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22 March 2013 | Anna Reynolds
Businesses need to make the most of their contract managers because they “are scarce resources and they cost money”, according to a contract management expert.
Speaking on yesterday’s SM webinar, the secrets of successful contract management, sponsored by IBM, Paul Carter Hemlin, founder of consultancy Contract Management Direct, shared his tips on how to get the most out of contract managers.
Hemlin said it is crucial for companies to understand what level of contract management and legal support is required and advised limiting the use of contract managers to large or medium contracts only. He suggested using a contracts helpdesk to manage smaller contracts.
He added contracts should not be over complicated and recommended companies try to resolve their disputes with suppliers. Hemlin said that contracts should include sections on risk and how to cater for disagreements. He identified the most common causes of contention as badly drafted contracts and ambiguity in the language used.
A question from a listener asked whether contract terms need to be in a standard template. “It depends on your strength in the industry. If you are managing lots of transactions it can be useful for your contracts to look similar,” Hemlin answered, adding this is particularly useful in the UK construction industry where templates have been drafted by bodies such as the Royal Institution of Chartered Surveyors. This saves money, rather than getting a lawyer to draft a contract from scratch each time.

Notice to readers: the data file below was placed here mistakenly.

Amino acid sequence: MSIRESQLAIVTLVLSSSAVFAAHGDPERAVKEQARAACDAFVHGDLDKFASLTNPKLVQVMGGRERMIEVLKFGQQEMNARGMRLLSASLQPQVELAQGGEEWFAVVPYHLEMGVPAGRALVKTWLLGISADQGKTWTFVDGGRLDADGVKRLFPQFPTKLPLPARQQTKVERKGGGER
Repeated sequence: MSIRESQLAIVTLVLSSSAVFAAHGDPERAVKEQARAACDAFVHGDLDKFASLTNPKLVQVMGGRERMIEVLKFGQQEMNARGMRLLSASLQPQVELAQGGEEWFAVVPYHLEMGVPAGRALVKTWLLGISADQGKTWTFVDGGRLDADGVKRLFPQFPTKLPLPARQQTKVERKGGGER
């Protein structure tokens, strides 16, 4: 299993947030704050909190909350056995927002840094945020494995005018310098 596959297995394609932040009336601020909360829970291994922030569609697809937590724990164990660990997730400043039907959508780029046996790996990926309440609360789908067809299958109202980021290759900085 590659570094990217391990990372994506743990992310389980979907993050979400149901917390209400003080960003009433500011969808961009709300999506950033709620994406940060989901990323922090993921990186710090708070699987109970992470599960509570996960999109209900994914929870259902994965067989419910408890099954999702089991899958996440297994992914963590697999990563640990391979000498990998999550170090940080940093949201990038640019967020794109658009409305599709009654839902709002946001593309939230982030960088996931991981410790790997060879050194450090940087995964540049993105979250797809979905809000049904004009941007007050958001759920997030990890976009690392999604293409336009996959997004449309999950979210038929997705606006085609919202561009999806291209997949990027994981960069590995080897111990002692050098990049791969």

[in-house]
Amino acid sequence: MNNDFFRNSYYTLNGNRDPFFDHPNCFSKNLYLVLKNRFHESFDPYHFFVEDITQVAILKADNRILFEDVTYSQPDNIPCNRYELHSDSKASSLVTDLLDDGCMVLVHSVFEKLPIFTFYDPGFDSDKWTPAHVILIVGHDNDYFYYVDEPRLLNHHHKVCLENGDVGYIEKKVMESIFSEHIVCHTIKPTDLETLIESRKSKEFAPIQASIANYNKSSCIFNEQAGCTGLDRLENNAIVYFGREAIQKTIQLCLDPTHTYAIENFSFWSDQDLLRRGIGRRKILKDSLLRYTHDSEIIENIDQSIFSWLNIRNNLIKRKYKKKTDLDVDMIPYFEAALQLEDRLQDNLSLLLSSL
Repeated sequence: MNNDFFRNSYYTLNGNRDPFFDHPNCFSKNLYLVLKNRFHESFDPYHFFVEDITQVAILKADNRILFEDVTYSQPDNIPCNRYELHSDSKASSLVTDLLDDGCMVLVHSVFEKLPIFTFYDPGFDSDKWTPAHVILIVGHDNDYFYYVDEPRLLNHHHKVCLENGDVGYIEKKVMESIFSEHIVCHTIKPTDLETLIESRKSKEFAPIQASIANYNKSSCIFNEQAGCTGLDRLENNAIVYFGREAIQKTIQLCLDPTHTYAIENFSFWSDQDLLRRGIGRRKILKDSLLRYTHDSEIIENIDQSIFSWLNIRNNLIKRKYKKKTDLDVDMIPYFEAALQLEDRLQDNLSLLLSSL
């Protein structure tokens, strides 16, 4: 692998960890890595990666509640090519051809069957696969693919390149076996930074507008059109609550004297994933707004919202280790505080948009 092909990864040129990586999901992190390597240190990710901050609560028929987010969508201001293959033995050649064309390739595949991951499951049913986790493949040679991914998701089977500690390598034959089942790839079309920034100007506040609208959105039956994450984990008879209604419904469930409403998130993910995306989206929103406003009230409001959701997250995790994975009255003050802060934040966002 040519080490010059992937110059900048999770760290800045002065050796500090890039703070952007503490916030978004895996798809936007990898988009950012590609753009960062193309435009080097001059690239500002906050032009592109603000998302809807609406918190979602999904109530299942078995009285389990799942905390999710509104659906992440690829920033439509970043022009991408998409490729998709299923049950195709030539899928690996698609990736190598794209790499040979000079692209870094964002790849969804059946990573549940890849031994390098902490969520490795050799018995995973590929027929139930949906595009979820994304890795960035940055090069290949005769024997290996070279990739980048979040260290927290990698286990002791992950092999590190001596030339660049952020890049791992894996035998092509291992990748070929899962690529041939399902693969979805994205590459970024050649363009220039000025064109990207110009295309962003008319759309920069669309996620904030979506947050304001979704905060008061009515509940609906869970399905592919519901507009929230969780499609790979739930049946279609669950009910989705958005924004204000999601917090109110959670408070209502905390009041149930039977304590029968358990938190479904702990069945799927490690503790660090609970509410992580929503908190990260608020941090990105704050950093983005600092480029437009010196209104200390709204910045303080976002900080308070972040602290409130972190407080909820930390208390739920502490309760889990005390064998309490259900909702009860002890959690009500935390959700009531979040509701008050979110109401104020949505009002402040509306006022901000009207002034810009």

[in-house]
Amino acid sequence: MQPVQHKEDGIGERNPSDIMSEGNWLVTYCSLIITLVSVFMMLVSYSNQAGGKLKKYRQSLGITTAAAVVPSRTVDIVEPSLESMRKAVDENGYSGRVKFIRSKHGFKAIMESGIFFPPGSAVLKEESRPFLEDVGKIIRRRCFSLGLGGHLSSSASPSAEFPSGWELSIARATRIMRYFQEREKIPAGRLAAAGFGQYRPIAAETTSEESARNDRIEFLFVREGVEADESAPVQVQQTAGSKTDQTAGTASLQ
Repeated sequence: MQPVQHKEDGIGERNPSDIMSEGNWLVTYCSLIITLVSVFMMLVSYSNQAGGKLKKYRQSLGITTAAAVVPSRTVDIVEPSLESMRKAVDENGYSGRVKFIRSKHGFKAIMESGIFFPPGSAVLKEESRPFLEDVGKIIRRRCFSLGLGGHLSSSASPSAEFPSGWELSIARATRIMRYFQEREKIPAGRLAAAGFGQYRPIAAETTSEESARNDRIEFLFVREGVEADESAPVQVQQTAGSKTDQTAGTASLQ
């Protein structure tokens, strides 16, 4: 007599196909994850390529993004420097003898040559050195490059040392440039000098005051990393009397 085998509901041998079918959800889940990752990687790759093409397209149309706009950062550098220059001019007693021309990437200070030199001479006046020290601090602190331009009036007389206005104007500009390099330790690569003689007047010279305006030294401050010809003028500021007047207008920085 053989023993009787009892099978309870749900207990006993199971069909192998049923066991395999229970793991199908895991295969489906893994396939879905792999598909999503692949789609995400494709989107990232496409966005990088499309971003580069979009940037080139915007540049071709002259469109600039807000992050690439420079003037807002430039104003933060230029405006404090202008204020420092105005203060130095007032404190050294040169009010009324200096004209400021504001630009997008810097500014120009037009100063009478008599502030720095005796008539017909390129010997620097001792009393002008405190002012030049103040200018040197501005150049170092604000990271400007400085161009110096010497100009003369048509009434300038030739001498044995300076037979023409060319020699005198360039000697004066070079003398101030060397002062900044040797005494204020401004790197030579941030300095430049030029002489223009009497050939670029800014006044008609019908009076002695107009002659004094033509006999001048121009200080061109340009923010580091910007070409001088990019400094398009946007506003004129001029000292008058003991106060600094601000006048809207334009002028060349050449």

Fellow panelist Ioana Canescu, EMEA contract management business practice executive at IBM, said contracts are the “central nervous system” of an organisation, and they provide a framework for communication and managing risk.
She said the need for technology in contract management is a “must”, as more complex business relationships bring more risk. “More CEOs recognise that to be competitive they need to invest in technology. Transforming contracts into data and analytics should be at the forefront of a company,” she said. According to research carried out by IBM, 66 per cent of companies do not track risk and 71 per cent do not have KPIs in contracts to measure risk.
☛ A replay of the webinar will be available on the Supply Management website shortly.